How often or consistently do you have periods each month? If you have an irregular cycle where you skip periods or only have one every other month, then ovulation will last longer. Check the ovulation tracker here.
How Does Irregular Menstrual Cycle Affect Fertility
An irregular menstrual cycle can affect fertility in many ways.
If you are not ovulating, your body is not releasing an egg every month. This can happen because of stress, illness, or other factors. If this happens for too long, your ovaries will stop producing eggs altogether, and you will no longer be able to get pregnant.
An irregular menstrual cycle can also make it hard to predict when you will ovulate next. When you don’t know when you’ll ovulate again, it’s difficult to time intercourse to increase your chances of getting pregnant.
How to Get Pregnant If You Have an Irregular Menstrual Cycle?
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Irregular menstrual cycles can make it hard to get pregnant. But there are some things you can do that might help!
It’s important to know the difference between a regular and irregular cycle. Irregular cycles are when your period is different from month to month, or if you have problems with your period at all. Regular periods are those in which you have the same time of day every month.
Calculate your ovulation period.
If you have an irregular menstrual cycle and want to get pregnant, it’s important to know when you’ll be ovulating so that you can try to conceive during that time.
Ovulation happens about halfway through the menstrual cycle, which means if you have 28 days between menstrual periods (called a regular cycle), then ovulation would occur around day 14 of each month. But if your period comes earlier or later than this—let’s say it comes every 25 days—then ovulation would happen on day 12 instead.
Eat well — and be healthy.
“Lifestyle factors such as obesity could also give rise to irregular periods, and as such, maintaining a healthy Body Mass Index (BMI) through diet and exercise is a good start to help if conception is desired,” shared Dr Chieng.
“After an assessment, if there are no other medical issues and a woman still has a high BMI, reducing body weight may assist in regulating the menstrual cycle and assisting in conception,” she added.
If you’re not in the best shape of your life, then you might want to take up a good exercise routine (like yoga). Eat plenty of fruits and vegetables, whole grains, beans and legumes, lean meats and fish. Try to avoid processed foods (including those with added sugar).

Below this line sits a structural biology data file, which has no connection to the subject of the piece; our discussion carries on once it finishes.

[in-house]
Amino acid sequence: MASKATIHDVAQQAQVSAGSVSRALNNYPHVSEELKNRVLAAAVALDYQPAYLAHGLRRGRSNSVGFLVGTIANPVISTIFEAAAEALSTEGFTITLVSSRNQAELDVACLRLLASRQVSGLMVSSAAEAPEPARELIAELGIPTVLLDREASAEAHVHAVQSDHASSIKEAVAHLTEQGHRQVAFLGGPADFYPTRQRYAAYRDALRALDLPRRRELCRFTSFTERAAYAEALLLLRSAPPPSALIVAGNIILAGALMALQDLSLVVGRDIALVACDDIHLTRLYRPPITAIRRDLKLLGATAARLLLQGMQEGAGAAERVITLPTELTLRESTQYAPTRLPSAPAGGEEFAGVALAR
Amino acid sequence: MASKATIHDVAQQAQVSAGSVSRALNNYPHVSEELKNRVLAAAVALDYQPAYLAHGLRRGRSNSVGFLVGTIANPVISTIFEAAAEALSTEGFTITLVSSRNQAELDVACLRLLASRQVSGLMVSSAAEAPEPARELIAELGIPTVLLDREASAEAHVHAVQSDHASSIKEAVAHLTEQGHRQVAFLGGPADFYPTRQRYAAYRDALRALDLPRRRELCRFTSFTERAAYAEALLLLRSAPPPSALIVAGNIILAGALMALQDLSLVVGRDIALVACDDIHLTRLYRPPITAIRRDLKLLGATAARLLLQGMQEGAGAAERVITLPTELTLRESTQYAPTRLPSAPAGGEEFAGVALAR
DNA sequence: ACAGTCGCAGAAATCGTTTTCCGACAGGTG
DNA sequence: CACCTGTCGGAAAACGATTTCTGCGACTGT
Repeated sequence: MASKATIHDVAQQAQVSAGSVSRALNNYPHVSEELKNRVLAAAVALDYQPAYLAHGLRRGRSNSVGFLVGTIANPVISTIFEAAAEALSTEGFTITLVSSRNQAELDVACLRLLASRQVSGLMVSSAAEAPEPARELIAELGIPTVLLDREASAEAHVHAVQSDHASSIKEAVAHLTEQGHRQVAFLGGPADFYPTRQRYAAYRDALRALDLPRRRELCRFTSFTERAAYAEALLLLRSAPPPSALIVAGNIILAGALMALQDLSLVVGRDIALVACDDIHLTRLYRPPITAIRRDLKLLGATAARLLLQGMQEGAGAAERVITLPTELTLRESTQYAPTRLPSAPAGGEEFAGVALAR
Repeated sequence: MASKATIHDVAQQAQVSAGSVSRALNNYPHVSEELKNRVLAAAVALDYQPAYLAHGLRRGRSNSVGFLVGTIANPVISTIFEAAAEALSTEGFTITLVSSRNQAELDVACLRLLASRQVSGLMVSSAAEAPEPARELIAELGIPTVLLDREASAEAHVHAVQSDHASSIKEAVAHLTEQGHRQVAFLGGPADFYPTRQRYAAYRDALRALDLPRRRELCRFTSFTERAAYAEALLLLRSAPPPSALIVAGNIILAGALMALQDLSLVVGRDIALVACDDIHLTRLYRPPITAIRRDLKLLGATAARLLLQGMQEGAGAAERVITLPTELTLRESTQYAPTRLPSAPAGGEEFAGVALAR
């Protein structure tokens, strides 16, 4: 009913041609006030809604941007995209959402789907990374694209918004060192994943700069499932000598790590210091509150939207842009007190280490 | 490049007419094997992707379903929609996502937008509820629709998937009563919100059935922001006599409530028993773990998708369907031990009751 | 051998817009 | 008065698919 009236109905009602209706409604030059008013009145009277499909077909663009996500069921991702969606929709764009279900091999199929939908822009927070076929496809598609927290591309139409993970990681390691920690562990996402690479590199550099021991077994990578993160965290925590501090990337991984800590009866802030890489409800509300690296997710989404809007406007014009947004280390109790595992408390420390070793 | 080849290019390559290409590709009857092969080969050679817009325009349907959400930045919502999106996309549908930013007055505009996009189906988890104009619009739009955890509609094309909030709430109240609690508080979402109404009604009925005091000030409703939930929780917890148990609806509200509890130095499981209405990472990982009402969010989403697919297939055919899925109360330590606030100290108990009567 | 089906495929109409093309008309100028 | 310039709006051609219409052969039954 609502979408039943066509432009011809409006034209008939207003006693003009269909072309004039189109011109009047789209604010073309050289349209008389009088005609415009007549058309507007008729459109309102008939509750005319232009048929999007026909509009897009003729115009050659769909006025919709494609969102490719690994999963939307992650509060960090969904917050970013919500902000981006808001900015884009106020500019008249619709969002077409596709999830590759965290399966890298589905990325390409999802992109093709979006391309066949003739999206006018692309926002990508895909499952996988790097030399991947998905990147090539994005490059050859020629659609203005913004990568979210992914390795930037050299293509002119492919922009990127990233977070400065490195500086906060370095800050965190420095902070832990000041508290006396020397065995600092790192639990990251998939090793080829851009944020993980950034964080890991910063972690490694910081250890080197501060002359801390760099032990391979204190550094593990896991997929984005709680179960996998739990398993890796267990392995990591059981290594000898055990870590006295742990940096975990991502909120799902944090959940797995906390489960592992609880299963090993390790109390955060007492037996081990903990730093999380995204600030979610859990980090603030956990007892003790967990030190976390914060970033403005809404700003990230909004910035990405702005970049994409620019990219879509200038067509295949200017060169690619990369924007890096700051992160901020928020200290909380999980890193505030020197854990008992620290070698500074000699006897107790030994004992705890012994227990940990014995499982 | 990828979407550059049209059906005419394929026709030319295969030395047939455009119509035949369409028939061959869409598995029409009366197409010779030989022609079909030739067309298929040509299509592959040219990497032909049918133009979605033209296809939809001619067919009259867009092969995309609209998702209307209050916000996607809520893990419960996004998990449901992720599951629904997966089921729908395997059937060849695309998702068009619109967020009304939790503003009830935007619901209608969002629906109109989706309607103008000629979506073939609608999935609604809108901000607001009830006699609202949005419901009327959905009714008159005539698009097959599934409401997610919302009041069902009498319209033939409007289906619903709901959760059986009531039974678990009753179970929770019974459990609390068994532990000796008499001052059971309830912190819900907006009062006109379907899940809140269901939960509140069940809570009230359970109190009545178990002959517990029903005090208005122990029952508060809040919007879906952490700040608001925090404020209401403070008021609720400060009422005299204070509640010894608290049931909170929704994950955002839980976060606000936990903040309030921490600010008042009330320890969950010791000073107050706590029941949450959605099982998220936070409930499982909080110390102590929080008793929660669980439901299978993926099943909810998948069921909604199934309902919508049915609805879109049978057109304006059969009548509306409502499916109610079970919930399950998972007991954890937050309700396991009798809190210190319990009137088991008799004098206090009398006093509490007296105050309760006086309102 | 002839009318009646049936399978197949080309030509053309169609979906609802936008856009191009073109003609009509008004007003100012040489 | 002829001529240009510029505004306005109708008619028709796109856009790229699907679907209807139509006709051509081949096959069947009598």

This will help your body function at its best—and better functioning bodies have healthier reproductive systems.
Women who are trying to get pregnant should monitor their weight every day. This will help them know if they are gaining weight and prevent them from putting on too much weight. Many women who have irregular menstrual cycles may be unaware that they are pregnant until it is too late, so it is important for them to monitor their weight.
Avoid smoking and alcohol.
Smoking and alcohol use have been shown to reduce fertility in both men and women. The effects are more pronounced in women, however, because smoking has been shown to decrease blood flow and oxygenation in the uterus. This prevents the implantation of a fertilised egg and reduces the chance of conception.
Alcohol also affects fertility by reducing sperm motility (how well they swim), which can affect their ability to reach an egg quickly enough.
Stress can mess with hormones—and hormones are really important for getting pregnant in the first place! So relax and try not to worry about it too much if things aren’t working out right now.
Schedule a visit with your gynae.
If you have an irregular menstrual cycle and want to get pregnant, the first thing you should do is see a gynaecologist. They may be able to help you find the cause of an irregular menstrual cycle and help you ovulate via lifestyle change or with medications.
“Ideally we would recommend a consultation with a fertility specialist to understand the reason for irregular periods, with the aim to understand the underlying issues, in order to direct the most appropriate treatment.
We believe that the frequency of menstruation is enough to achieve spontaneous pregnancy,” said Dr Chieng.
Some medications can be used to help induce ovulation in women with irregular cycles. This medication helps the ovaries release eggs, which can then be fertilised by sperm.
If medications are not effective on their own, IVF may also be an option for getting pregnant. IVF involves taking drugs that stimulate the ovaries to produce multiple eggs at one time.
The eggs are then removed from your body and placed in a dish with sperm so they can be fertilised outside the body. The fertilised embryos are then transferred back into your uterus with an instrument called a catheter.
“The most important advice is to seek proper medical assessment to identify the underlying cause of the irregular menstrual cycle. An appropriate personalized treatment plan can then be recommended,” shared Dr Chieng.
There are different options to conceive even if you have an irregular menstrual cycle, but the first step is to get checked by a doctor.
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Updates from Pheona Ilagan